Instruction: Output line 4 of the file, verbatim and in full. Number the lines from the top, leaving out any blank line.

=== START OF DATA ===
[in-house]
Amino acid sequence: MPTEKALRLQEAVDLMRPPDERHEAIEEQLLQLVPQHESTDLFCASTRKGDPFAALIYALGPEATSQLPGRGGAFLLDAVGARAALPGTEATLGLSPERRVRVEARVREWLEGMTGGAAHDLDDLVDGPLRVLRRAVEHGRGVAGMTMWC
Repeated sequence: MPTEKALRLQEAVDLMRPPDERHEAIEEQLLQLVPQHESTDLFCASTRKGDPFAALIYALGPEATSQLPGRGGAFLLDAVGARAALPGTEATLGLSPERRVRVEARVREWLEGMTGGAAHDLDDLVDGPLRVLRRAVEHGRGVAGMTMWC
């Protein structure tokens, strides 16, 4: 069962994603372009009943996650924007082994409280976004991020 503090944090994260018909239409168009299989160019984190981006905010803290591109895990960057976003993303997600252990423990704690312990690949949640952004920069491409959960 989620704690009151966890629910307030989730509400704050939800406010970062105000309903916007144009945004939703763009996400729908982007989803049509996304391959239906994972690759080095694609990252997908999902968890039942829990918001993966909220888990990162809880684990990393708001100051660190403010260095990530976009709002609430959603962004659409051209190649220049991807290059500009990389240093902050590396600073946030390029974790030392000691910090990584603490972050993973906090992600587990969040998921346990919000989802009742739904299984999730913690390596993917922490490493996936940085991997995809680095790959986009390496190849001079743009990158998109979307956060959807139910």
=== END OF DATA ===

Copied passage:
């Protein structure tokens, strides 16, 4: 069962994603372009009943996650924007082994409280976004991020 503090944090994260018909239409168009299989160019984190981006905010803290591109895990960057976003993303997600252990423990704690312990690949949640952004920069491409959960 989620704690009151966890629910307030989730509400704050939800406010970062105000309903916007144009945004939703763009996400729908982007989803049509996304391959239906994972690759080095694609990252997908999902968890039942829990918001993966909220888990990162809880684990990393708001100051660190403010260095990530976009709002609430959603962004659409051209190649220049991807290059500009990389240093902050590396600073946030390029974790030392000691910090990584603490972050993973906090992600587990969040998921346990919000989802009742739904299984999730913690390596993917922490490493996936940085991997995809680095790959986009390496190849001079743009990158998109979307956060959807139910």